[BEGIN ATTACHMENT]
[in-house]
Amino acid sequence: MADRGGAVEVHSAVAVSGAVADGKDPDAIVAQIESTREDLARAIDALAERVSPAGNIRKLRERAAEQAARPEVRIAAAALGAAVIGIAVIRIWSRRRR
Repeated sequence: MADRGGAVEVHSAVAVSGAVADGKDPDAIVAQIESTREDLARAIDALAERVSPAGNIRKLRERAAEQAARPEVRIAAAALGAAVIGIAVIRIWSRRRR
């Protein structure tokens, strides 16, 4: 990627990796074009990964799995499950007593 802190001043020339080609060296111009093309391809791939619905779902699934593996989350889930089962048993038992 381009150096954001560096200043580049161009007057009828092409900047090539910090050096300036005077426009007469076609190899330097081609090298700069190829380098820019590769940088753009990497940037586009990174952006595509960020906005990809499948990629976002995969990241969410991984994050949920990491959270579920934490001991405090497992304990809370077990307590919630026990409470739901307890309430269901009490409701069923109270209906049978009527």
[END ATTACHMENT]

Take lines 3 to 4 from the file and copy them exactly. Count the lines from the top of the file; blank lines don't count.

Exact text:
Repeated sequence: MADRGGAVEVHSAVAVSGAVADGKDPDAIVAQIESTREDLARAIDALAERVSPAGNIRKLRERAAEQAARPEVRIAAAALGAAVIGIAVIRIWSRRRR
């Protein structure tokens, strides 16, 4: 990627990796074009990964799995499950007593 802190001043020339080609060296111009093309391809791939619905779902699934593996989350889930089962048993038992 381009150096954001560096200043580049161009007057009828092409900047090539910090050096300036005077426009007469076609190899330097081609090298700069190829380098820019590769940088753009990497940037586009990174952006595509960020906005990809499948990629976002995969990241969410991984994050949920990491959270579920934490001991405090497992304990809370077990307590919630026990409470739901307890309430269901009490409701069923109270209906049978009527």